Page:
Knee Replacement: One Month Later
From what I understand, my new knee is made of titanium. The cushion that acts as cartilage is plastic. What does it feel like? My knee but without all of the bone rubbing against bone. There are times when it pops or clicks a little. I don't find this unnerving. My old knee did the same things, but my old knee hurt like hell each time it did those things. This knee seems to be a damn good facsimile of a human knee joint.
Normal things I can do:
- Lift weights (upper body)
- Swim with a pull buoy (kicking lightly if and when I feel like it)
- Cook a quick meal
- Sit comfortably
- Drive comfortably
- Swing my leg up onto the bed or into a car under its own power
- Take the dog to the dog park (and sit while he plays)
Normal things I cannot do:
- Walk or stand for long periods (although I have been to Target and the grocery store)
- Sit for long periods without the space to straighten my new knee
- Climb stairs comfortably
- Drive a stick
- Ride a bike
- Walk without a limp
I've been one of the lucky ones who has slept relatively well since the day I came home from the hospital. I get about six hours of sleep a night, usually in three-hour chunks. I wake up once a night due to the pain. I sit up for about five minutes, rub my leg and go back to sleep. I've read on the knee replacement forum that I frequent that some people have difficulty sleeping after the surgery. Many are on sleeping pills. Just as I've spent years playing through pain, I've spent years sleeping through pain—the pain of road rash, the pain of an over-taxed body, stuff like that. Of course, the wine and ganja don't hurt either. Since I'm no longer on prescription pain meds, I drink a glass of wine at night if I'm not feeling much pain. If, instead, the pain is severe, I take a little toke to take the edge off. There have been a few nights when I didn't turn to either substance and slept fine.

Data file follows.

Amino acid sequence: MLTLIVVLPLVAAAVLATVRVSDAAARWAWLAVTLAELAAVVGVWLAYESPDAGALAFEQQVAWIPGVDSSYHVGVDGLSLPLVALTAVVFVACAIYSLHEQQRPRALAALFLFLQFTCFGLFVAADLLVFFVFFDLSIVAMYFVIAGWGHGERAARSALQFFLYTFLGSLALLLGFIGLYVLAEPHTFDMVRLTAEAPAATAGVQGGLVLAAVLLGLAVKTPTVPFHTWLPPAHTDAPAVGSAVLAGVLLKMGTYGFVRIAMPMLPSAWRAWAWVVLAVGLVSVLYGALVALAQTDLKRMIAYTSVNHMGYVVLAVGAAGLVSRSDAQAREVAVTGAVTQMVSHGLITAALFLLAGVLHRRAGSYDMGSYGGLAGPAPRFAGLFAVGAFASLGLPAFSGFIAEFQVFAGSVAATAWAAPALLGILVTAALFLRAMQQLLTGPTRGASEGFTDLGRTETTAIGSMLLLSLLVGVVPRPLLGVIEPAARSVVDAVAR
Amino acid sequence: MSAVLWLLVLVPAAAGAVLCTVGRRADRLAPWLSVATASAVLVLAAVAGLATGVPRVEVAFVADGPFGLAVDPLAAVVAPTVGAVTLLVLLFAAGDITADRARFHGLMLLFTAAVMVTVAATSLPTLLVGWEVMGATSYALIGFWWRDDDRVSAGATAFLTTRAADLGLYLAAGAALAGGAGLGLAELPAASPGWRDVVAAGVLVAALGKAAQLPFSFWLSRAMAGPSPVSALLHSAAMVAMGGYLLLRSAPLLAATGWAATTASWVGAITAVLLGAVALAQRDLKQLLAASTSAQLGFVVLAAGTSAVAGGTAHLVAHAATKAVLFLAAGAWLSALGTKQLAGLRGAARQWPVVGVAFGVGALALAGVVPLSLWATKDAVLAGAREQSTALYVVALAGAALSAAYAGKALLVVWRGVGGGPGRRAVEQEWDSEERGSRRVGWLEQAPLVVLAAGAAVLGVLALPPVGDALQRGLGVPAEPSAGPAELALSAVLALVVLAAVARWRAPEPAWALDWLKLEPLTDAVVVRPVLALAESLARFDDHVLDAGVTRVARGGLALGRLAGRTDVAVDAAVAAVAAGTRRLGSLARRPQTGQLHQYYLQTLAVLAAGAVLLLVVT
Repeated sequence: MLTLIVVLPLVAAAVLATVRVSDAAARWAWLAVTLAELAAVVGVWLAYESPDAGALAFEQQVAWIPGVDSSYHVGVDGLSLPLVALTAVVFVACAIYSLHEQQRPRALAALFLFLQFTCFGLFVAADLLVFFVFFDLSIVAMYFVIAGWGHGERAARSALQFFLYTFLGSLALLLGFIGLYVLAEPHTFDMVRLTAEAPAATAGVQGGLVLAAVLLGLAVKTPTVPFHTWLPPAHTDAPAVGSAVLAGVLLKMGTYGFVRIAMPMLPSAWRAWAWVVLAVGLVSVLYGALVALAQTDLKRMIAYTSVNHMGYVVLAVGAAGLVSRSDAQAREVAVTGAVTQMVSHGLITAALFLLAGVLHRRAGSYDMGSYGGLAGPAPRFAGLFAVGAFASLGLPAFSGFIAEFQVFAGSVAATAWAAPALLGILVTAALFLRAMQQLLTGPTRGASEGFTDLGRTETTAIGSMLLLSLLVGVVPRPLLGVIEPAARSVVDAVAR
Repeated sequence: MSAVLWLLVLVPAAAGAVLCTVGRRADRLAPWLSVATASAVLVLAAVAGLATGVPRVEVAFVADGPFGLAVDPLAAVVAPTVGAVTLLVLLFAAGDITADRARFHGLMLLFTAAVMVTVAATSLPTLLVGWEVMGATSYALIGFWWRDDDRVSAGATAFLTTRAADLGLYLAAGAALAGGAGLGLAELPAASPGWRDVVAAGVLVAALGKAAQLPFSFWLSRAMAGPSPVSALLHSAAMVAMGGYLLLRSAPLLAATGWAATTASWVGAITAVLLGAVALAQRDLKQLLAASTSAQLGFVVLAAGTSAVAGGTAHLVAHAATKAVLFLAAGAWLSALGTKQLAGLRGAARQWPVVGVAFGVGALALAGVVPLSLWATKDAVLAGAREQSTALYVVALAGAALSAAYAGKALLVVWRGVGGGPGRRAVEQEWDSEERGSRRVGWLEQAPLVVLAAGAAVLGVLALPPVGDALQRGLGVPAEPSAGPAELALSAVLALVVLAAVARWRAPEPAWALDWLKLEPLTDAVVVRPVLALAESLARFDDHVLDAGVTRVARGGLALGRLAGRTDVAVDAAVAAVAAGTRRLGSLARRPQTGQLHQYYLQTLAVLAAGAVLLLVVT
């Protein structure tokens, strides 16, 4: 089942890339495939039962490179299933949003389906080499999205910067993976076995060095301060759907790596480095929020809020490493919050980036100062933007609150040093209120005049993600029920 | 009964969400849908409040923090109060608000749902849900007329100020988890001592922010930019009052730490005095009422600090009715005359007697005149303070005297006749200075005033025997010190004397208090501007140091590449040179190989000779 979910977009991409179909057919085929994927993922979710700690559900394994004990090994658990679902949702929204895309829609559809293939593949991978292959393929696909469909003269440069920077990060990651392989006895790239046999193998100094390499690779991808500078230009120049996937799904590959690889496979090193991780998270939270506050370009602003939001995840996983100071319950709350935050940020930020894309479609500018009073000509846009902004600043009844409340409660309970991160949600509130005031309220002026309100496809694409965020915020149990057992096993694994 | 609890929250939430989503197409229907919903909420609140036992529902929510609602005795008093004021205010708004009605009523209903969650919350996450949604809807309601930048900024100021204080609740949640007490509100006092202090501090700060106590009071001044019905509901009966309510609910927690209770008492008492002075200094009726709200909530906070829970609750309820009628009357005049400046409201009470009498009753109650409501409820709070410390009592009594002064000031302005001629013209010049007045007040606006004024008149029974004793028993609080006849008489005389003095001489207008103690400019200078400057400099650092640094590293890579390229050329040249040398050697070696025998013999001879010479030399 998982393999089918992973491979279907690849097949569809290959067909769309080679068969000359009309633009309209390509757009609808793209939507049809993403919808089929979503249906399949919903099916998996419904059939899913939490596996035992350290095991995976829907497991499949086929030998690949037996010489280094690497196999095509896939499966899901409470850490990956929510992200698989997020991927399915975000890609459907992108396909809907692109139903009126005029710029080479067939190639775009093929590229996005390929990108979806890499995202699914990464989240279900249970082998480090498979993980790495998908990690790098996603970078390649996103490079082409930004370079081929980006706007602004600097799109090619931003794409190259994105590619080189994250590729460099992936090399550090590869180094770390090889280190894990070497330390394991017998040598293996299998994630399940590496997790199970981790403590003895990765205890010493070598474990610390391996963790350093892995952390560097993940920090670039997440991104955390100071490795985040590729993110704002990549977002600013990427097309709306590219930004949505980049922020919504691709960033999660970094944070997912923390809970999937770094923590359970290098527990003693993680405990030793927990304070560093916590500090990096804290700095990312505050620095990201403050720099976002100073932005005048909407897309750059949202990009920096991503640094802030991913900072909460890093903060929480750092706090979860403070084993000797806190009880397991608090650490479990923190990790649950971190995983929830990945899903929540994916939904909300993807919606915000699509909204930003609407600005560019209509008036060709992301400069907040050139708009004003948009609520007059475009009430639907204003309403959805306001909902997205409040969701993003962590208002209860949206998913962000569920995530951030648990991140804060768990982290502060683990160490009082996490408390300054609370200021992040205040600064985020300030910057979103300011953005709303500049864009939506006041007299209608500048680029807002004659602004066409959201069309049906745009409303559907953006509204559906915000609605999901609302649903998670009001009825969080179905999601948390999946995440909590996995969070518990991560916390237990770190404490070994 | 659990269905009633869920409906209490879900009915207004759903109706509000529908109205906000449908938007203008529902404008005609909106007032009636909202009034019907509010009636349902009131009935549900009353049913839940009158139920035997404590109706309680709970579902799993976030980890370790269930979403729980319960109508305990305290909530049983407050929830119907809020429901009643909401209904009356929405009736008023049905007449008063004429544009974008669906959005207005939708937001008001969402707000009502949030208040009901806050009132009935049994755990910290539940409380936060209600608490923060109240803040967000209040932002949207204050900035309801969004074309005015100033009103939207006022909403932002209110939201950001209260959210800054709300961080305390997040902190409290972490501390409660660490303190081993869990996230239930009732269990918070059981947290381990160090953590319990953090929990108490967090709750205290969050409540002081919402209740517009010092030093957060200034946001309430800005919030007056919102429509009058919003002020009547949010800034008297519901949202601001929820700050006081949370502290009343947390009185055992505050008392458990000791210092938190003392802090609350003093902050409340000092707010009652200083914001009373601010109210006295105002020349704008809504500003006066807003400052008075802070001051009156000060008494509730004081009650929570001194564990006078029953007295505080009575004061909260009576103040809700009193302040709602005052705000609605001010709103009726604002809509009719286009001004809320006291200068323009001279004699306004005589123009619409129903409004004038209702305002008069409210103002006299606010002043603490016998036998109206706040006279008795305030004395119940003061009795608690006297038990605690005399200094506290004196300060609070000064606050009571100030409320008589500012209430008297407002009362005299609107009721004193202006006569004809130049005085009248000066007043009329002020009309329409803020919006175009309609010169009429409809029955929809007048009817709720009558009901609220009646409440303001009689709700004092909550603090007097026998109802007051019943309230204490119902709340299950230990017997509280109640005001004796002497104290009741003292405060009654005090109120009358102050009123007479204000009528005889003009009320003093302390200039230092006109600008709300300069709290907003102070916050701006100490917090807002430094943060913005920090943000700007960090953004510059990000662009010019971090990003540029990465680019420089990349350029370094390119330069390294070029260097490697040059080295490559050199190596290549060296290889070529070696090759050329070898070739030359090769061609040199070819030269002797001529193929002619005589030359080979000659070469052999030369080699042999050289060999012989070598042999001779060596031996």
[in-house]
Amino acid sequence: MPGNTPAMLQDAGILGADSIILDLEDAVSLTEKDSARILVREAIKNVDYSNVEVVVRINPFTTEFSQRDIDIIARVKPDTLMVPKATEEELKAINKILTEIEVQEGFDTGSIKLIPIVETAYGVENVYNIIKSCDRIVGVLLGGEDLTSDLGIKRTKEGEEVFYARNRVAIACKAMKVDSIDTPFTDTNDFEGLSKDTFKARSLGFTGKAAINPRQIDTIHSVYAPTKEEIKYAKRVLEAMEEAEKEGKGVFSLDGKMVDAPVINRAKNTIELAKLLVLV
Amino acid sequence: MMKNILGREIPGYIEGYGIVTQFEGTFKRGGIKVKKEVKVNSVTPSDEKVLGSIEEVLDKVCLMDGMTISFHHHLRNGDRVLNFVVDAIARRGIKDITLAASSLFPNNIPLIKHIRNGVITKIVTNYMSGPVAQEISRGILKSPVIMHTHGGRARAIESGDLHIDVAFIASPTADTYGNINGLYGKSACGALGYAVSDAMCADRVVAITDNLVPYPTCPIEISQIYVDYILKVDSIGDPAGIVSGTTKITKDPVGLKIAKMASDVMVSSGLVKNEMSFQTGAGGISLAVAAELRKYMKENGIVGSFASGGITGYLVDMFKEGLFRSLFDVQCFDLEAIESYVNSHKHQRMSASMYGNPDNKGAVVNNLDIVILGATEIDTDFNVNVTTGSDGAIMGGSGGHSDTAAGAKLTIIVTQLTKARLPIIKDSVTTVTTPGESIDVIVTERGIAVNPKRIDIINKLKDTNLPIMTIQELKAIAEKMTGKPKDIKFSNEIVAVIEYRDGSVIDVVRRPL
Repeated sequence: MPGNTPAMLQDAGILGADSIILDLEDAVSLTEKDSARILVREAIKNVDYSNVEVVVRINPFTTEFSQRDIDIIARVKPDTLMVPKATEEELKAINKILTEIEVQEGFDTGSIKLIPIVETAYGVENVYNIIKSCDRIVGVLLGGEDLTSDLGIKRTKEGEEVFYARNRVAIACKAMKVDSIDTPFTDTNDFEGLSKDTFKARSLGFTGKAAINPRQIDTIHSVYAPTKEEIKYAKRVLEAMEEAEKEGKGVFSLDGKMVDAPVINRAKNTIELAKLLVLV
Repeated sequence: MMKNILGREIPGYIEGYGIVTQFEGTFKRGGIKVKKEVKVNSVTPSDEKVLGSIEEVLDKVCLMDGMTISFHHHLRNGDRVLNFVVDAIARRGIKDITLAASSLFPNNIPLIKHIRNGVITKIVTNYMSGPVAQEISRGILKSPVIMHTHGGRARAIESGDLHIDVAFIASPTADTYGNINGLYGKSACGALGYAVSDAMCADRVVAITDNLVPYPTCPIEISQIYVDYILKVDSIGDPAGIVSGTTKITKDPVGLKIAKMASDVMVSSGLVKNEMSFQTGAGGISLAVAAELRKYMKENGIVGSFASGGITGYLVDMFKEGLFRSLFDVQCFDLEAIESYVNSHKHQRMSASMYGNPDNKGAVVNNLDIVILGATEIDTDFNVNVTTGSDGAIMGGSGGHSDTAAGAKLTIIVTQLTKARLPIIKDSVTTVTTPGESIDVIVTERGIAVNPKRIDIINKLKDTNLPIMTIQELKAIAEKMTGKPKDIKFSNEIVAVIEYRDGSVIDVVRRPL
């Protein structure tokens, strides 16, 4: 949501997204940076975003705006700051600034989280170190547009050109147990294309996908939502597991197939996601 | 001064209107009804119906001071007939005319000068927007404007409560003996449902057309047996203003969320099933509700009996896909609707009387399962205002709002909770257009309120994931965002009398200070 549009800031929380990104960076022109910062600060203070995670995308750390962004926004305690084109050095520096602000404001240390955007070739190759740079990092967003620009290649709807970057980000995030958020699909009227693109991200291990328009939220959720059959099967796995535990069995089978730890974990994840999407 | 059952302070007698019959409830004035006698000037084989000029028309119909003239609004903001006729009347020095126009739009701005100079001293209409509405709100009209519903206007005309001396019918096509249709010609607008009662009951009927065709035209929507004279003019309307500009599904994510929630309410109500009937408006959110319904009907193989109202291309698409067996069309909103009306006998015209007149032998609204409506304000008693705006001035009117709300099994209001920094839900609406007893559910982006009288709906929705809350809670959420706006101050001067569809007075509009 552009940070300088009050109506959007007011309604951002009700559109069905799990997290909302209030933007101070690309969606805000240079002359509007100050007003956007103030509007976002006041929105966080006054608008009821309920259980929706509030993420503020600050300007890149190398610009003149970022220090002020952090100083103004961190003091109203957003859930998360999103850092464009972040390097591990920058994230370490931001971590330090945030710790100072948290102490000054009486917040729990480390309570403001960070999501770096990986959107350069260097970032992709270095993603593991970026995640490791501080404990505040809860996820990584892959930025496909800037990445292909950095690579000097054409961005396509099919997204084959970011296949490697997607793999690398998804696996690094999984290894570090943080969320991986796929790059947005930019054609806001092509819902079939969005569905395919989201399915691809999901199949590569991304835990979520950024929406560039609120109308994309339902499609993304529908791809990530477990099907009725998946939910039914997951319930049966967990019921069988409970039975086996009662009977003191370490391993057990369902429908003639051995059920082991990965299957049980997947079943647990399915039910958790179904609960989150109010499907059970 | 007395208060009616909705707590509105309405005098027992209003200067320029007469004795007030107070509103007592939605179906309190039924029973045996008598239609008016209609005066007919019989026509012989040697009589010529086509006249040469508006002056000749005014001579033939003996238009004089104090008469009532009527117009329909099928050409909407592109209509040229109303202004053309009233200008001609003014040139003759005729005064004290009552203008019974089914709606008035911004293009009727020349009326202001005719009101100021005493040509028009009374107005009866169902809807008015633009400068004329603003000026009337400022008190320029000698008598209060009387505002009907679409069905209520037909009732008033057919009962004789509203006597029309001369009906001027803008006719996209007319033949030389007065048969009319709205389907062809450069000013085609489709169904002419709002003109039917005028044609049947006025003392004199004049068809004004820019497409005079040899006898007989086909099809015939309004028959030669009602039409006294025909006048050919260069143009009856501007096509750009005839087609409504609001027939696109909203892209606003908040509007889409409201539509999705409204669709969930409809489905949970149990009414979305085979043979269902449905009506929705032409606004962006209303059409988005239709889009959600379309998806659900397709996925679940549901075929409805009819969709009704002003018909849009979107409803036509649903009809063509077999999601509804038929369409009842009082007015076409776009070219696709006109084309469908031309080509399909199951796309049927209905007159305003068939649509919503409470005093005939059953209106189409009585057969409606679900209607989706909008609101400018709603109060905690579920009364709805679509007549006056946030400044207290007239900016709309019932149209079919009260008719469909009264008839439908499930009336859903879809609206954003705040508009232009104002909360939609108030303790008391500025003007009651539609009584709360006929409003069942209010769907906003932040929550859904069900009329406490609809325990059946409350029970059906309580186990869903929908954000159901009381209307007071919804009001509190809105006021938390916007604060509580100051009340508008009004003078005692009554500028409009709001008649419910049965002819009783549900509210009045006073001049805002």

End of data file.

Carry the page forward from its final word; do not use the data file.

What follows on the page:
As of today, my extension is 12 degrees and my flexion is 102. My physical therapist understands that I had limited extension and flexion prior to surgery. We've both acknowledged that we may not be able to fight the past 29 years, that my flexion and extension may only get as good as they were before the knee replacement and not before the original injury. With that said, she still insists on torturing me!Once again, the dreaded weight was placed around my ankle, thus forcing the knee to extend as much as it could. It looks innocent enough in the photograph. What you can't see is me trying not to scream from the pain. I can't say I don't appreciate all of this effort. When I first saw the physical therapist, my extension was at about 30. We've both worked hard to get it to straighten out. Frankly, I'll be happy if I can get it down to 5 degrees. I think it's still straighter than it's been for the last few decades. I won't balk at any attempts to make it straighter still.
The joint continues to hurt. There will be some kind of pain down there for awhile. That I can live with. Recovery does not happen overnight. This first month was probably the hardest month. I can't say each day is easier than the one before it, at least not while I'm still being tortured by my physical therapist. I do believe that the improvements can be measured by each succeeding month.
The funny thing is I have not watched one surf video. A friend has volunteered to loan me a few oldies which I've never seen. Those I'm anxious to view. The more recent videos? Not so much. I'm at a bit of a crossroads in my surfing. Things that used to interest me no longer hold my attention. Perhaps that's why my head was turned by hulls and surf mats. I can't even explain what I mean. I just know I've mentally opened myself up to new possibilities with respect to my own surfing.